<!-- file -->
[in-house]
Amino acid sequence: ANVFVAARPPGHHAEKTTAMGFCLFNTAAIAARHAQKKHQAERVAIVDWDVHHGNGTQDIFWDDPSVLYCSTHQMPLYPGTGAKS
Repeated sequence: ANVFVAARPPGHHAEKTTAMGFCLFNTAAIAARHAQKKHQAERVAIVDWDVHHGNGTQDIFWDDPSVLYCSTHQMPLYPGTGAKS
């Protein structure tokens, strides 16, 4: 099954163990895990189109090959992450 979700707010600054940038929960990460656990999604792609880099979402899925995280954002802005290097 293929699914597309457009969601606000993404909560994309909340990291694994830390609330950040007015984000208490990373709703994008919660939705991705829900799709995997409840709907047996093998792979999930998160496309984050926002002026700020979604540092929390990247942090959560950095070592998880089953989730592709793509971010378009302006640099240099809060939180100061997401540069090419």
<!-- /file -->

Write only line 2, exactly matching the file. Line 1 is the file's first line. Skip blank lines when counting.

Amino acid sequence: ANVFVAARPPGHHAEKTTAMGFCLFNTAAIAARHAQKKHQAERVAIVDWDVHHGNGTQDIFWDDPSVLYCSTHQMPLYPGTGAKS